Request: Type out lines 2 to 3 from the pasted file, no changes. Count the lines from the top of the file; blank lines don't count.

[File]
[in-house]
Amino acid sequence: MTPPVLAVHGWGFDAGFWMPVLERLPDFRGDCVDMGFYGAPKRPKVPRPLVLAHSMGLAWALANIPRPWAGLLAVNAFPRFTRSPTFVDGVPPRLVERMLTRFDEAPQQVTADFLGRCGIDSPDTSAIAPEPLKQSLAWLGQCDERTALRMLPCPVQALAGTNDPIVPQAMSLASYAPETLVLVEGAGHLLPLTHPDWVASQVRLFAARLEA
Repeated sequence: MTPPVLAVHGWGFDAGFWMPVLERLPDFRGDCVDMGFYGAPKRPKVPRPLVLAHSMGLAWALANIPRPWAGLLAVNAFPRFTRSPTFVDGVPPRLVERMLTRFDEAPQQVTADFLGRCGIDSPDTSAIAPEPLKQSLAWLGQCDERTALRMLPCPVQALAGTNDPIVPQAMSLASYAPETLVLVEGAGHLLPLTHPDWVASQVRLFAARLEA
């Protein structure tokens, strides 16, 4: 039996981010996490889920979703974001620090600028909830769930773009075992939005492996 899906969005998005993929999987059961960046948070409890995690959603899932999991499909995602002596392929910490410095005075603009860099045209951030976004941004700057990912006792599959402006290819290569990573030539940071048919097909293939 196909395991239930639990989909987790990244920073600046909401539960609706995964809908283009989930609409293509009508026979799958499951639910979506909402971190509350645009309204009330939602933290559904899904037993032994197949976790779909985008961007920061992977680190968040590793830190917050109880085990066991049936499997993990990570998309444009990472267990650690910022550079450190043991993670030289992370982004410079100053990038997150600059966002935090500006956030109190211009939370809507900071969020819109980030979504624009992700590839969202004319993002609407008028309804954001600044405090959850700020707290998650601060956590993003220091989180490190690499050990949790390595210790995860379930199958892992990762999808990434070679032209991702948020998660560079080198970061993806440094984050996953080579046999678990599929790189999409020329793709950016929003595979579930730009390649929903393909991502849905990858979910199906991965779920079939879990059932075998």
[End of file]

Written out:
Amino acid sequence: MTPPVLAVHGWGFDAGFWMPVLERLPDFRGDCVDMGFYGAPKRPKVPRPLVLAHSMGLAWALANIPRPWAGLLAVNAFPRFTRSPTFVDGVPPRLVERMLTRFDEAPQQVTADFLGRCGIDSPDTSAIAPEPLKQSLAWLGQCDERTALRMLPCPVQALAGTNDPIVPQAMSLASYAPETLVLVEGAGHLLPLTHPDWVASQVRLFAARLEA
Repeated sequence: MTPPVLAVHGWGFDAGFWMPVLERLPDFRGDCVDMGFYGAPKRPKVPRPLVLAHSMGLAWALANIPRPWAGLLAVNAFPRFTRSPTFVDGVPPRLVERMLTRFDEAPQQVTADFLGRCGIDSPDTSAIAPEPLKQSLAWLGQCDERTALRMLPCPVQALAGTNDPIVPQAMSLASYAPETLVLVEGAGHLLPLTHPDWVASQVRLFAARLEA